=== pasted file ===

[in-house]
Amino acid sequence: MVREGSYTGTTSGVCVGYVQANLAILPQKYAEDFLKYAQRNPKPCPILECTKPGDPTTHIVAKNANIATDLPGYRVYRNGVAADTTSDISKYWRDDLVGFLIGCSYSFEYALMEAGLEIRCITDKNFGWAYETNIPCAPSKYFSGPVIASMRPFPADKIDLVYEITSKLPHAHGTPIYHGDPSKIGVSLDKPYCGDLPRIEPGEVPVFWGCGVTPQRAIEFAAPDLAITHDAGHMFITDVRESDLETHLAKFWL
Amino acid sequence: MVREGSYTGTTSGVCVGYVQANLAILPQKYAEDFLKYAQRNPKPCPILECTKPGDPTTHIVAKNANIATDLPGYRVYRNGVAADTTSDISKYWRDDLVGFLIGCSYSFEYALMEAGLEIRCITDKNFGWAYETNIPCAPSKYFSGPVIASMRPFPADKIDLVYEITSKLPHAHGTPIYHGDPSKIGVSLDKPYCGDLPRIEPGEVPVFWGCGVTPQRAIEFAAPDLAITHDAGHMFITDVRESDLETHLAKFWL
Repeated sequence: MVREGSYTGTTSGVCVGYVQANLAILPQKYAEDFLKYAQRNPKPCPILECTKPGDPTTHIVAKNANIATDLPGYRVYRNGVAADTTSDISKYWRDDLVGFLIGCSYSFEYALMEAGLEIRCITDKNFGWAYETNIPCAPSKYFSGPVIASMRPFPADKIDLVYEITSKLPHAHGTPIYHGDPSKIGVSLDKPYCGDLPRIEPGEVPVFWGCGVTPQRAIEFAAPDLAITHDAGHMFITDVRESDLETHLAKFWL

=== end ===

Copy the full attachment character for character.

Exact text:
[in-house]
Amino acid sequence: MVREGSYTGTTSGVCVGYVQANLAILPQKYAEDFLKYAQRNPKPCPILECTKPGDPTTHIVAKNANIATDLPGYRVYRNGVAADTTSDISKYWRDDLVGFLIGCSYSFEYALMEAGLEIRCITDKNFGWAYETNIPCAPSKYFSGPVIASMRPFPADKIDLVYEITSKLPHAHGTPIYHGDPSKIGVSLDKPYCGDLPRIEPGEVPVFWGCGVTPQRAIEFAAPDLAITHDAGHMFITDVRESDLETHLAKFWL
Amino acid sequence: MVREGSYTGTTSGVCVGYVQANLAILPQKYAEDFLKYAQRNPKPCPILECTKPGDPTTHIVAKNANIATDLPGYRVYRNGVAADTTSDISKYWRDDLVGFLIGCSYSFEYALMEAGLEIRCITDKNFGWAYETNIPCAPSKYFSGPVIASMRPFPADKIDLVYEITSKLPHAHGTPIYHGDPSKIGVSLDKPYCGDLPRIEPGEVPVFWGCGVTPQRAIEFAAPDLAITHDAGHMFITDVRESDLETHLAKFWL
Repeated sequence: MVREGSYTGTTSGVCVGYVQANLAILPQKYAEDFLKYAQRNPKPCPILECTKPGDPTTHIVAKNANIATDLPGYRVYRNGVAADTTSDISKYWRDDLVGFLIGCSYSFEYALMEAGLEIRCITDKNFGWAYETNIPCAPSKYFSGPVIASMRPFPADKIDLVYEITSKLPHAHGTPIYHGDPSKIGVSLDKPYCGDLPRIEPGEVPVFWGCGVTPQRAIEFAAPDLAITHDAGHMFITDVRESDLETHLAKFWL